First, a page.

OECD chief calls for new Marshall Plan against pandemic

Agence France-Presse

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OECD chief calls for new Marshall Plan against pandemic


Angel Gurria says governments' coordination to fight the coronavirus pandemic should exceed the Marshall Plan, which rebuilt Europe after World War II

LONDON, United Kingdom – Rich governments scrambling to defend their economies from the coronavirus pandemic are being urged to coordinate to ward off a long-lasting global recession and future waves of infections from poorer nations.

The head of the Organisation for Economic Co-operation and Development (OECD) said the coordination ought to exceed both the 1930s New Deal and the Marshall Plan, which rebuilt Europe after World War II.

A global recession looks “increasingly likely” in the first half of this year, “and we must act now to avoid a protracted recession,” said Angel Gurria, secretary-general of the OECD group of advanced economies, itself a creation of America’s Marshall Plan.

“Only a sizeable, credible, internationally coordinated effort can deal with the immediate public health emergency, buffer the economic shock, and develop a path towards recovery,” he said in a weekend statement.

While many governments are unveiling titanic spending packages against the COVID-19 pandemic, exceeding even the 2008 financial crisis, there has so far been no collective action plan from groups such as the G7 or G20.

The G20’s Saudi presidency is preparing a virtual summit, and Allianz chief economist Ludovic Subran agreed concerted action is needed for poorer nations, especially in Africa.

“All the international measures have been taken without any coordination, it is quite unprecedented,” he said.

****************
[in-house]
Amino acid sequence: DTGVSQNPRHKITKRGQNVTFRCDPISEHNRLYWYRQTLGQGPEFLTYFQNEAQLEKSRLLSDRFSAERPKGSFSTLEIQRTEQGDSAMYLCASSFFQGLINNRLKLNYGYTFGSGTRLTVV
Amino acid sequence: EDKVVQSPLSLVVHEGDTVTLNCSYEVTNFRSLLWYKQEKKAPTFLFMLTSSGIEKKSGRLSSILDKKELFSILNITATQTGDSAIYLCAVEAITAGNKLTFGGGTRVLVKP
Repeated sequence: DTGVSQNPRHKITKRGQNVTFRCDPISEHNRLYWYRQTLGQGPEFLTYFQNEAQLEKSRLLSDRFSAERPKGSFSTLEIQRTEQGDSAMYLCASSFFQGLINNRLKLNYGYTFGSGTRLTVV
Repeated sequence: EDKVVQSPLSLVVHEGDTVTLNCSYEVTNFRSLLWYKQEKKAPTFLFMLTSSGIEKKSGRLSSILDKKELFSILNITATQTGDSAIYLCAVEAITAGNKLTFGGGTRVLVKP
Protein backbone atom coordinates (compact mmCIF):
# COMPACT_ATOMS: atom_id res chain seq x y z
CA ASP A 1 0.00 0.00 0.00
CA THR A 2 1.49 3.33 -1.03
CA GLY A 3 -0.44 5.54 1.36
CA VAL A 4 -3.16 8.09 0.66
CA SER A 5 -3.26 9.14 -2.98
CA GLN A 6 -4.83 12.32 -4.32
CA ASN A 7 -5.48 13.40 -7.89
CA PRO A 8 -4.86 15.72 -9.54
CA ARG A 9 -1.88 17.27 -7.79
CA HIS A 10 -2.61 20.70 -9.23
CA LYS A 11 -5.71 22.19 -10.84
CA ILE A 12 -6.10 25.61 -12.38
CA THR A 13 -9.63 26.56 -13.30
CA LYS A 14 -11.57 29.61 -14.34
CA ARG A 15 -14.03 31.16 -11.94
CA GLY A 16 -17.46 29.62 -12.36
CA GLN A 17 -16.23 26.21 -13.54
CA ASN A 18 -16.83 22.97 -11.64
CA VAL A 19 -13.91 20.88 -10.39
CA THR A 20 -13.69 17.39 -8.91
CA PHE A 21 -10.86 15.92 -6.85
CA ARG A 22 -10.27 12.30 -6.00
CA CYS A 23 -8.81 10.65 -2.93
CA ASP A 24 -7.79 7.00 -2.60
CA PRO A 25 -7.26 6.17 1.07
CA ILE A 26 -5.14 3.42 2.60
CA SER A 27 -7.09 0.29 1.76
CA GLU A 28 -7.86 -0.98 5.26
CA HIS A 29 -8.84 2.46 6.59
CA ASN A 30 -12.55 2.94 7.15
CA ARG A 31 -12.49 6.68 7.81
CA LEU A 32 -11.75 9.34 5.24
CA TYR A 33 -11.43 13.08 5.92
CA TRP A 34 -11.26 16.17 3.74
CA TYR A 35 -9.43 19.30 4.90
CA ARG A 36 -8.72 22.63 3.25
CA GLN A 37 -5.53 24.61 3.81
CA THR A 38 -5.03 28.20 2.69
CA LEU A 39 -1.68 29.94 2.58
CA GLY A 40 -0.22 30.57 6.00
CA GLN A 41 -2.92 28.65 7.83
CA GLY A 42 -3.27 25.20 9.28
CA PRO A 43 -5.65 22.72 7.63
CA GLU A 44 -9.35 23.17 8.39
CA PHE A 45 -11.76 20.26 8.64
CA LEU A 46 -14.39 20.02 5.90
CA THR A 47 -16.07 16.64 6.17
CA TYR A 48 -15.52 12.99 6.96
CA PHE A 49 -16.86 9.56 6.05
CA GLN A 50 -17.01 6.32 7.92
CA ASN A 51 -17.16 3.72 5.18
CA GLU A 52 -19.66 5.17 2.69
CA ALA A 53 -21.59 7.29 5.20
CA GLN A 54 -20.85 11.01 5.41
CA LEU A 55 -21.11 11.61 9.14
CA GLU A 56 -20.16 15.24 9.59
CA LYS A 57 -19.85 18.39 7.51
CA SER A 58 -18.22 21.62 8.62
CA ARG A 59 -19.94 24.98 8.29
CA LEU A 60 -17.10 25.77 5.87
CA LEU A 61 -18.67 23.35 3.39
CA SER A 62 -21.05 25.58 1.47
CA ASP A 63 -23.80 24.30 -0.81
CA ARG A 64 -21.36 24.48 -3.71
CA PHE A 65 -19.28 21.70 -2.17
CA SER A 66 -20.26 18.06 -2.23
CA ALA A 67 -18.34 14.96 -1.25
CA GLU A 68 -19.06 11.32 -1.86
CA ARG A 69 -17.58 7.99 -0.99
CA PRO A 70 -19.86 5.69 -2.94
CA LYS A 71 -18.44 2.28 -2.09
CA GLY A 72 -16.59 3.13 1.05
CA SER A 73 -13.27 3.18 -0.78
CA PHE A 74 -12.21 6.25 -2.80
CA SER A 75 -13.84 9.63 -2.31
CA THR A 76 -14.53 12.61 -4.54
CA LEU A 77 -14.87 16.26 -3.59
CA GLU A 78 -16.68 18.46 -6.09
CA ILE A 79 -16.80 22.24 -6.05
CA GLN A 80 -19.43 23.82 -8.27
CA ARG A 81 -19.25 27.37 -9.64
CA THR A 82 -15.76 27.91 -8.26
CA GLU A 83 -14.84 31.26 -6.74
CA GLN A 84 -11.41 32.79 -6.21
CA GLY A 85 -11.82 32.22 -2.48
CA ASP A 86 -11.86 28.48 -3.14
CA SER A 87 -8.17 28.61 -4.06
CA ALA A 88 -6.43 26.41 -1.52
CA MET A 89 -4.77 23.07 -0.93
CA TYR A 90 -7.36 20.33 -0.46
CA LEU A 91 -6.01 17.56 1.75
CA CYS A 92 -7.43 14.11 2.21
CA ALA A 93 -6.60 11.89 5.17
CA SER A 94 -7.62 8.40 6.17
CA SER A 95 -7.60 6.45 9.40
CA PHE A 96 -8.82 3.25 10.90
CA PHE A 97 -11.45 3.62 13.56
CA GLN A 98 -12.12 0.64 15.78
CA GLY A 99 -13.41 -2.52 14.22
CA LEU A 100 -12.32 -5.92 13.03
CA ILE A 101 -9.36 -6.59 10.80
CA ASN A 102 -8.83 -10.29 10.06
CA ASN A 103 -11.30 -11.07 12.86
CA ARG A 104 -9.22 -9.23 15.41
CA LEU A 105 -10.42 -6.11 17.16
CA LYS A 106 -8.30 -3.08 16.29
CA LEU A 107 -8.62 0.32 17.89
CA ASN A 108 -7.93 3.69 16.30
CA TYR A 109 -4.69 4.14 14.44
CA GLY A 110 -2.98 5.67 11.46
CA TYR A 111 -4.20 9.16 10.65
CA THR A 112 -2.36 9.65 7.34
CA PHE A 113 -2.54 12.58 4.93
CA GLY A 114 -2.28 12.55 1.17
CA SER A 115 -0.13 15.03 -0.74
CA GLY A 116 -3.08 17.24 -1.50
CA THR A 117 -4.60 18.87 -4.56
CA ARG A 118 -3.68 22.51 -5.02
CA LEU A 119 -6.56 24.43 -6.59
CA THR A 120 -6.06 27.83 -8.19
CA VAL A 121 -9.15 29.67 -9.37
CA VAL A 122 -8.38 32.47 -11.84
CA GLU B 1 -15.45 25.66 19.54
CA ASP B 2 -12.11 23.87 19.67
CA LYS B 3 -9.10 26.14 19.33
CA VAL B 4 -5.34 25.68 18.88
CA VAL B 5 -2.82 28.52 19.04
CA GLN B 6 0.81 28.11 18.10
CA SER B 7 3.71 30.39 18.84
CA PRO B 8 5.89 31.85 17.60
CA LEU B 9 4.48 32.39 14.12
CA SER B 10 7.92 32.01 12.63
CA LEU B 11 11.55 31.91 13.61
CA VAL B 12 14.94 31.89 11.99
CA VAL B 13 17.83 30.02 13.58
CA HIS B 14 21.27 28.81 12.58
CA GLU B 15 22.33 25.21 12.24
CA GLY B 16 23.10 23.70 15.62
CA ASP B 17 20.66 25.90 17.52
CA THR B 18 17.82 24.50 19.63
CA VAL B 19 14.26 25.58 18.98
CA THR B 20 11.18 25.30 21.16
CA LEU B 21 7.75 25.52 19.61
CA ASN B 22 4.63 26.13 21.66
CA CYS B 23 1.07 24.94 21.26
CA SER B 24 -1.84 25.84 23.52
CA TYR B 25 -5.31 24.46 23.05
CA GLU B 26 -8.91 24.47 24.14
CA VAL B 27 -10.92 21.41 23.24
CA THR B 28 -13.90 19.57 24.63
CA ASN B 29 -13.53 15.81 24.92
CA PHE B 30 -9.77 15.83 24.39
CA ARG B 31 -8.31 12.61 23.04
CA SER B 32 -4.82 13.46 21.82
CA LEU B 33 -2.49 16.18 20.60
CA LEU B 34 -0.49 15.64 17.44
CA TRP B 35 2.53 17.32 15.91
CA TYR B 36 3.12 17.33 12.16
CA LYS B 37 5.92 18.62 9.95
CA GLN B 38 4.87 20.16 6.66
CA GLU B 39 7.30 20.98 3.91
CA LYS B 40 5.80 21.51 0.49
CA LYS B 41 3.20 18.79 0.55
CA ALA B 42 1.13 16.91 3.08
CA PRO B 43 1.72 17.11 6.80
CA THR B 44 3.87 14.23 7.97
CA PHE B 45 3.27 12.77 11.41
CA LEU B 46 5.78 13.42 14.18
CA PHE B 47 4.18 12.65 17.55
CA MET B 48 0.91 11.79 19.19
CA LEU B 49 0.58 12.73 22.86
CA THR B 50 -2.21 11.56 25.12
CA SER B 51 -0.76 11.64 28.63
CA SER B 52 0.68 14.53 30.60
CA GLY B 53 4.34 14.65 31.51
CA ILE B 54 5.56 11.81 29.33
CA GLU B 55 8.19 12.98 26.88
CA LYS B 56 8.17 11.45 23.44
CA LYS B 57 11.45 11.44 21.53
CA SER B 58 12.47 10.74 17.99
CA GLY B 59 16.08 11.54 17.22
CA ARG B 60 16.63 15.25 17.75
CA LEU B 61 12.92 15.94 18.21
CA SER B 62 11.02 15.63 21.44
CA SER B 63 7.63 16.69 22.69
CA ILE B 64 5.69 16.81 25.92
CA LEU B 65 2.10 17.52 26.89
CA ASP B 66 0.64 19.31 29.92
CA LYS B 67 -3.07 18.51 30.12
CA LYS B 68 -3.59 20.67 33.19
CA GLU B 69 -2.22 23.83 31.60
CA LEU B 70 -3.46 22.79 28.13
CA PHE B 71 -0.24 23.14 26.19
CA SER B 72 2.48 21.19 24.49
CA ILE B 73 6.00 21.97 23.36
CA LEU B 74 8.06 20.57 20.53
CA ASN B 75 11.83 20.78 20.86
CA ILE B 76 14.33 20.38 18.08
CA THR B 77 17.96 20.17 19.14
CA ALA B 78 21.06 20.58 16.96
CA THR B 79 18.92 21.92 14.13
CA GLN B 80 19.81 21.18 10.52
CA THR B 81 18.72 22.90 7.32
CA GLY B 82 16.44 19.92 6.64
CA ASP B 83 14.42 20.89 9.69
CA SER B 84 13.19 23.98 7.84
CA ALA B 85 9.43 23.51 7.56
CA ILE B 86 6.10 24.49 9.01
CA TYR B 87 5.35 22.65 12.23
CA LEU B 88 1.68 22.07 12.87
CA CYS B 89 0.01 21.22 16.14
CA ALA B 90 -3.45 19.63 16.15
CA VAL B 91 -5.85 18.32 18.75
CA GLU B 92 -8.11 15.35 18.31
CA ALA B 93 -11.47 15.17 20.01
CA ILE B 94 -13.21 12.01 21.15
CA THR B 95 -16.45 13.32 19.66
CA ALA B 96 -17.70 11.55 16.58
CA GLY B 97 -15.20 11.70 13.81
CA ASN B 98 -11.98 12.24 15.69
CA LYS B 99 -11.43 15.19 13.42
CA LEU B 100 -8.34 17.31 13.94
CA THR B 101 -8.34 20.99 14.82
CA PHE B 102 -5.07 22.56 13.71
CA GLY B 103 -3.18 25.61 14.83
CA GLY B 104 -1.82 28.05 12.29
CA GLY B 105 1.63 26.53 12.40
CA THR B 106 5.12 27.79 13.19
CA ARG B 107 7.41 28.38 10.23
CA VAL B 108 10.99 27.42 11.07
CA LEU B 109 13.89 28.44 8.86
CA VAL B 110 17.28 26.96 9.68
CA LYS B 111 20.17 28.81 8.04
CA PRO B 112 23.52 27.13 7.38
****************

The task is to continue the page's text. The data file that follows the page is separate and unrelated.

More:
Gurria said governments had to work together to ensure progress on the scientific front including mass testing and vaccine research.

On the economic front, he said authorities should address areas such as direct cash help for the self-employed, who in some countries are not receiving the help being offered to those in full-time or salaried jobs.

Amid talk of bailouts for strategic companies, the OECD chief said governments should also extend aid to small and medium-sized companies, especially in services and tourism. 

“Everything must be done to earn the confidence of citizens, who felt the weaknesses in our economies before all this began,” he said.

‘Wishful thinking’

Richer governments and their central banks are raising trillions of dollars to combat COVID-19, but concerns are mounting for poorer ones without access to capital markets and adequate health systems.

“If South Africa can’t afford to control the virus, it will spread again. No country can afford to keep every other country banned from traveling,” Charlie Robertson, global chief economist at Renaissance Capital in London, told Agence France-Presse.

“So I would argue there has to be a global financing solution to address this virus crisis,” he said, urging action from the G7 and G20 nations. 

The G7 club of most advanced economies could borrow on behalf of the less developed at current rates of next to zero, Robertson suggested.

However, under the isolationist US presidency of Donald Trump, talk of global coordination has yet to resonate, and Washington is struggling to bridge its own fissures.

US lawmakers failed on Sunday, March 22, to agree on a trillion-dollar emergency package to shore up the crumbling American economy.

Democrats said the Republican plan failed to sufficiently protect millions of workers or protect the under-equipped health care system.

The global death toll from the virus has surged past 14,400, with more than a billion people confined and non-essential businesses shut in dozens of countries.

In a BBC interview, Gurria said the belief of G20 policymakers a few weeks ago that the world could enjoy a V-shaped recovery from the pandemic was “wishful thinking.”

Countries would be dealing with the economic fallout “for years to come,” he said. 

Neil Shearing, chief economist at Capital Economics, said it was possible that most economies would return to their pre-coronavirus trends for gross domestic product (GDP) within a couple of years.

But a permanently lower path of GDP was also possible, he cautioned.

“The risks are greatest in highly indebted countries in the eurozone and EMs (emerging markets) with fragile balance sheets.” – Rappler.com

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